Appeal from Circuit Court of Macon County No. 07CF824 Honorable Katherine M. McCarthy, Judge Presiding.
The opinion of the court was delivered by: Justice Appleton
Carla Bender 4th District Appellate Court, IL
JUSTICE APPLETON delivered the judgment of the court, with opinion. Presiding Justice Steigmann and Justice Knecht concurred in the judgment and opinion.
¶ 1 Defendant, Kyle L. Wright, who is serving a 55-year term of imprisonment for first degree murder (720 ILCS 5/9-1(a)(1) (West 2006)), appeals from the summary dismissal of his post-conviction petition. He makes several claims in his petition, but the only claims he pursues in this appeal are those of ineffective assistance of counsel. We conclude that our previous decision, on direct appeal, collaterally estops defendant from making his claims of ineffective assistance. Therefore, we affirm the trial court's judgment.
¶ 3 In the jury trial, which occurred in March 2008, the evidence tended to show the following. On June 2, 2007, defendant was driving in Decatur, and Ebony Oldham was one of his passengers. Defendant was angry with Robert May for selling him $800 of fake cocaine. May was standing beside Derrick Matthews and Ricky Johnson in the 800 block of West Macon Street. According to Oldham and the other passengers in defendant's car, defendant stopped the car, pulled out a pistol, and fired three rounds through the open front passenger window. One of the bullets hit Matthews in the head, killing him. May and Johnson were uninjured. The other two bullets struck a nearby house.
¶ 4 The jury found defendant guilty of the first degree murder of Matthews. The jury also answered yes to the question of whether the State had proved, beyond a reasonable doubt, that defendant had personally discharged a firearm and thereby had proximately caused the death of Matthews.
¶ 5 The trial court held a sentencing hearing in April 2008. In the sentencing hearing, the State called Emma Matthews, the mother of the murder victim. She testified her deceased son had two daughters, aged four and six, to whom he had been devoted, visiting them every day and taking them to school. He also had been close to his sister. Defendant's sister, his children, and the mother of his children all would miss him greatly, Matthews said.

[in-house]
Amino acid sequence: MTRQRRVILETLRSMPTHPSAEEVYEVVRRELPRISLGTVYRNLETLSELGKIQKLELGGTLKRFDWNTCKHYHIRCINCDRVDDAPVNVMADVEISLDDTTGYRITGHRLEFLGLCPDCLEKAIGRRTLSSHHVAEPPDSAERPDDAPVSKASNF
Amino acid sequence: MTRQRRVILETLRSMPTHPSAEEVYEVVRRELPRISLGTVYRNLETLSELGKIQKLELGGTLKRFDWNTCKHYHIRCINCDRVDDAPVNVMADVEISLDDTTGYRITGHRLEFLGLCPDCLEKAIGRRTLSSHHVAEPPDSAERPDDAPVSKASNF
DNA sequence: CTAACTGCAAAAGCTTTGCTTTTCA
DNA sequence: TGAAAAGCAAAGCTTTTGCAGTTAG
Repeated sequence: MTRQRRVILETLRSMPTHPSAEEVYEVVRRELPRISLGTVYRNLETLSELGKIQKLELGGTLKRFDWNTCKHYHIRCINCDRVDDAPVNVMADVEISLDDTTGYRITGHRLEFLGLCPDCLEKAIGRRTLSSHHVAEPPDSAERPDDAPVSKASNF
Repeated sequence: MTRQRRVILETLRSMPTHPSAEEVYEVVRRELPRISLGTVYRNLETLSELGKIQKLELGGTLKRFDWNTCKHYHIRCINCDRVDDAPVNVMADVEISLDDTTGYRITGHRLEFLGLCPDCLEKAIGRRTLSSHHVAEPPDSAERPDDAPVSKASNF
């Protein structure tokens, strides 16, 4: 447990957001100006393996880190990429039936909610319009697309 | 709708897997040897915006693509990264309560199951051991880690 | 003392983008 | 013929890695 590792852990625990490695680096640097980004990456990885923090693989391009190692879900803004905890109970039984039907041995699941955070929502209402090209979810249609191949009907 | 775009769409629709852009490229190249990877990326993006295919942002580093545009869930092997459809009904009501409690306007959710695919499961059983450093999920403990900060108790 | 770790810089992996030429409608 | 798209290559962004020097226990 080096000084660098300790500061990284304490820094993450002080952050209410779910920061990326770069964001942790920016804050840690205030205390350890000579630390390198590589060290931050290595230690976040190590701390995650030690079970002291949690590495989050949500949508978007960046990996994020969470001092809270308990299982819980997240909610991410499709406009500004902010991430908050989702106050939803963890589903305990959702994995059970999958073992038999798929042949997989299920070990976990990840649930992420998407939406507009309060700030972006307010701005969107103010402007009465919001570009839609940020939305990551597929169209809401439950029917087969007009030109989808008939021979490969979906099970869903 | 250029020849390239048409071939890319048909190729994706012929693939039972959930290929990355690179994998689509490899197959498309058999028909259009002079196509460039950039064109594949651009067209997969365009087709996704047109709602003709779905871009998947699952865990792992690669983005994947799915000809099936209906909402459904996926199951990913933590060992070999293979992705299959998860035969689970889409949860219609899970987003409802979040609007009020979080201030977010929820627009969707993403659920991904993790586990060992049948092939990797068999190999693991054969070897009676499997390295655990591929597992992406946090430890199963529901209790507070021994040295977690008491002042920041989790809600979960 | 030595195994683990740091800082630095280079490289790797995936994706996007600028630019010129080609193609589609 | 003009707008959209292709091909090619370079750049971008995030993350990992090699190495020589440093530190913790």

¶ 6 The State next called James Addison. He testified he lived at 876 West Macon Street and that on June 2, 2007, he was sitting in his living room, the room closest to the street, watching television with a friend, when a bullet flew by him, about an inch from his head, and "exploded" in the wall. Particles from the wall struck him.
¶ 7 The State next called David Pruitt, a Decatur police officer, who identified an audio recording of a telephone call defendant had made from the Macon County jail to an eyewitness, Oldham. The State played the recording for the trial court. The court remarked that the recording was difficult to follow but that defendant appeared to be asking Oldham to leave town.
¶ 8 Defendant made a statement in allocution, which really was not a statement in allocution so much as a declaration of his innocence and a complaint about his lack of opportunity to read the police reports and other discovery materials.
¶ 9 The trial court recited the following circumstances as factors in aggravation: the telephone call defendant had made from jail to Oldham requesting her to leave town (but because the recording or the conversation in the recording was unclear, the court said it was not giving this factor much weight), his previous violation of probation, his prior Class 4 felony conviction and several misdemeanor convictions, his history of drug activity, and his lack of work history. In addition, the court remarked: "For factors in aggravation[,] *** we certainly have conduct *** that caused serious harm and obvious death to the victim, Derrick Matthews." The court also considered the imperilment of Addison and his guest as an aggravating factor. The court said:
"But, then[,] we also have [the facts that] defendant's conduct did threaten serious harm. Doesn't have to cause serious harm. The ...